Mac Bishop is the 28-year-old entrepreneur behind online clothing retailer Wool&Prince. Guided by principles learned in the family business (Pendleton Woolen Mills), the Portland native combined his Cornell University business training and an online challenge to create a wool shirt frenzy that skyrocketed Wool&Prince from the planning stage to national headlines in 2013.


I graduated and got a job at Unilever, a big consumer products company. It was a business-casual environment, so I wore the usual Brooks Brothers non-iron, button-down into work. They were great, but they would smell after two or three wears. I had what I thought, at the time, was a very expensive dry cleaning bill. So I tried to figure something else out. I started wearing the vintage Pendleton wool shirts into work and realized that I didn’t have to wash them. They didn’t wrinkle, didn’t smell and I rarely even hung them up. I realized that a business-casual, wool shirt could really do well with the people who are looking for wrinkle and odor resistance.

I wore the wool shirt 100 days in a row and launched a Kickstarter campaign. It went totally viral because people thought it was crazy that I was wearing this same shirt for 100 days. Jay Leno cracked a joke about us two nights in a row, (David) Letterman cracked a joke about it. We were on the front page of CNN, Yahoo, AOL, Huffington Post. My dad it was probably the most media attention the wool shirt has ever received. That’s how we got our start. We’ve since expanded into underwear, T-shirts, socks, casual shirts and now we’re offering the Made in the USA collection.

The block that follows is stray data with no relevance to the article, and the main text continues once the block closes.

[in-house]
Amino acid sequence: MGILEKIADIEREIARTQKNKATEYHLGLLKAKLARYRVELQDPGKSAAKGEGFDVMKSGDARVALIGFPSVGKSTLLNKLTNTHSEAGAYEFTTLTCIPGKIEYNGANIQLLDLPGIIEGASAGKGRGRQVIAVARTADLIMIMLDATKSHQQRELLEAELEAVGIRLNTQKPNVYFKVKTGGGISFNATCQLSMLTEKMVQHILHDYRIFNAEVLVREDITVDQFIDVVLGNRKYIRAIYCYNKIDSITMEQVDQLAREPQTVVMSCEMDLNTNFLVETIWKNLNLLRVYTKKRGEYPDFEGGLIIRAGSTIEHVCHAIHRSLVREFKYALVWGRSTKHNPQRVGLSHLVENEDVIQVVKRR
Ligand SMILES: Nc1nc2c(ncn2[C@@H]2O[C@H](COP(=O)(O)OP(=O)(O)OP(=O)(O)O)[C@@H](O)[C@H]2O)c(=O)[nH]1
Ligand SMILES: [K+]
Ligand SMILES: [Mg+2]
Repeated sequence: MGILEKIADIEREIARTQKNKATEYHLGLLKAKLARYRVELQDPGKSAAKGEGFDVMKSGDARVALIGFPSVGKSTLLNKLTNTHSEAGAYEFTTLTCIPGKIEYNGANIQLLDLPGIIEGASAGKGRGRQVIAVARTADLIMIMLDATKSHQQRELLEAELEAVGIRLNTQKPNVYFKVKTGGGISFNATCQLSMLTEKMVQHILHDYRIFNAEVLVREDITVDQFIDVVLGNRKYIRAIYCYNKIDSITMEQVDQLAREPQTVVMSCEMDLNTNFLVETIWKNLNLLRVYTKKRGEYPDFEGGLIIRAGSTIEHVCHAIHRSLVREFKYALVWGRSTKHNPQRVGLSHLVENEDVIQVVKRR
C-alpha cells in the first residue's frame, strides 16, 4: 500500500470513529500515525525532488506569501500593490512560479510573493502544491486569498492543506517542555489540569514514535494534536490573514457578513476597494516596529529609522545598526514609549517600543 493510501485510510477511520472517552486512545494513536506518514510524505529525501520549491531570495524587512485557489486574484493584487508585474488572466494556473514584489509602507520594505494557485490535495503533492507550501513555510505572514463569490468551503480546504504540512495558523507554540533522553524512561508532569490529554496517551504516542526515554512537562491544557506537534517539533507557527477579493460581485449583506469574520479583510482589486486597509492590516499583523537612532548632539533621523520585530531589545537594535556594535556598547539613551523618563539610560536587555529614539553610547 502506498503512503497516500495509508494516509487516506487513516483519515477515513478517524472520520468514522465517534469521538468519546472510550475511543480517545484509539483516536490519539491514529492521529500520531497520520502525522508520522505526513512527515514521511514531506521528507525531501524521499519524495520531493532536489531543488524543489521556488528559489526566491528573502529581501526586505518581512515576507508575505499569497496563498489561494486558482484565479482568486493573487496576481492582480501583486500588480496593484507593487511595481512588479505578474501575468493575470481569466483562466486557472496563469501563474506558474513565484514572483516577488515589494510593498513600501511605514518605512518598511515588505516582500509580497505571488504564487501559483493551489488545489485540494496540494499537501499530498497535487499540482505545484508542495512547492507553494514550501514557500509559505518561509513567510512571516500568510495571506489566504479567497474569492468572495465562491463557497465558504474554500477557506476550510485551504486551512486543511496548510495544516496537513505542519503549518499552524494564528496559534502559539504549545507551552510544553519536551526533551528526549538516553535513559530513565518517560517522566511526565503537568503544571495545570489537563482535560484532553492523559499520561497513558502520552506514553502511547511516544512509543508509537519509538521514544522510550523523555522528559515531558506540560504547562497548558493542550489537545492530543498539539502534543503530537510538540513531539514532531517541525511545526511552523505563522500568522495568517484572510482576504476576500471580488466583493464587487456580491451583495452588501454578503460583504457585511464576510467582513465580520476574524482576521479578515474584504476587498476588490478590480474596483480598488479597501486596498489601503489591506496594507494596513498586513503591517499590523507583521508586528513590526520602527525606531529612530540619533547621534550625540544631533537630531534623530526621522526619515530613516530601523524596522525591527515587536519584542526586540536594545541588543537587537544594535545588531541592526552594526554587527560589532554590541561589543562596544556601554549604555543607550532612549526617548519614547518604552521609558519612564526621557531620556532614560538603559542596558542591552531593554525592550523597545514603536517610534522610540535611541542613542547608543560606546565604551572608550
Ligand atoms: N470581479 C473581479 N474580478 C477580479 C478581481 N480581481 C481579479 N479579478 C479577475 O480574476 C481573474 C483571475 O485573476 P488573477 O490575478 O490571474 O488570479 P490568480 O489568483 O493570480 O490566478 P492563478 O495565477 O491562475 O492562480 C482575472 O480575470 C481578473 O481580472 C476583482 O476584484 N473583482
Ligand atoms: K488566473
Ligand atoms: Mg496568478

The Made in the USA collection and launched it in November 2016. It’s been cool to get into the details of making something. Most of our products are produced overseas. For example, when you’re making a shirt in China, you get a fabulous product, but you’re removed from the process and don’t get to see all the pieces come together. With the Made in the USA collection, the domestic wool is sourced through Pendleton from mostly the Pacific Northwest and Rocky Mountain regions. It’s then scoured in San Angelo, Texas, before going to Pendleton’s facility in Washougal, Wash., to be dyed, woven and finished. The buttons are from Iowa, labels are from Tennessee, thread is from North Carolina and interfacing is from Florida. And those vendors source raw materials domestically, too.

I’m excited to see if the Made in the USA collection is introducing new customers to the brand.

To learn more visit: usa.woolandprince.com


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